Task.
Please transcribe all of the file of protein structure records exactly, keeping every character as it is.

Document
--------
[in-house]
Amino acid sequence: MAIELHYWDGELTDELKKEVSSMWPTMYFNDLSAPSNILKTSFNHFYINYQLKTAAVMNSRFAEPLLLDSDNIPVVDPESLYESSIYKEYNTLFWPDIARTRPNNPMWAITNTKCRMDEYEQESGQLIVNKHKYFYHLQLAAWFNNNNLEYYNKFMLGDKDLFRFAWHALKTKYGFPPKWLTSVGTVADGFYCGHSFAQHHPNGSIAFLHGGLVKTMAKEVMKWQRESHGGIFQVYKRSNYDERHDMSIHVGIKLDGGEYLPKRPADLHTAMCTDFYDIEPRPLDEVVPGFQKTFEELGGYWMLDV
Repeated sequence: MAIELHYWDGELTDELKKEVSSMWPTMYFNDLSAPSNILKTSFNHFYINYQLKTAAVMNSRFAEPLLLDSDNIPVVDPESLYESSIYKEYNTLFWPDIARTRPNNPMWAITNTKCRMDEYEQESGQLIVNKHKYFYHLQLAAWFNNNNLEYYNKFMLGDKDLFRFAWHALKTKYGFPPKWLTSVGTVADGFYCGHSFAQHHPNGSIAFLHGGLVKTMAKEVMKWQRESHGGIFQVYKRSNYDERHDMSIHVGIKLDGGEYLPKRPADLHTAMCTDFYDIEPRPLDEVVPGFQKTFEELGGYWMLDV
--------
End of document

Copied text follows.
[in-house]
Amino acid sequence: MAIELHYWDGELTDELKKEVSSMWPTMYFNDLSAPSNILKTSFNHFYINYQLKTAAVMNSRFAEPLLLDSDNIPVVDPESLYESSIYKEYNTLFWPDIARTRPNNPMWAITNTKCRMDEYEQESGQLIVNKHKYFYHLQLAAWFNNNNLEYYNKFMLGDKDLFRFAWHALKTKYGFPPKWLTSVGTVADGFYCGHSFAQHHPNGSIAFLHGGLVKTMAKEVMKWQRESHGGIFQVYKRSNYDERHDMSIHVGIKLDGGEYLPKRPADLHTAMCTDFYDIEPRPLDEVVPGFQKTFEELGGYWMLDV
Repeated sequence: MAIELHYWDGELTDELKKEVSSMWPTMYFNDLSAPSNILKTSFNHFYINYQLKTAAVMNSRFAEPLLLDSDNIPVVDPESLYESSIYKEYNTLFWPDIARTRPNNPMWAITNTKCRMDEYEQESGQLIVNKHKYFYHLQLAAWFNNNNLEYYNKFMLGDKDLFRFAWHALKTKYGFPPKWLTSVGTVADGFYCGHSFAQHHPNGSIAFLHGGLVKTMAKEVMKWQRESHGGIFQVYKRSNYDERHDMSIHVGIKLDGGEYLPKRPADLHTAMCTDFYDIEPRPLDEVVPGFQKTFEELGGYWMLDV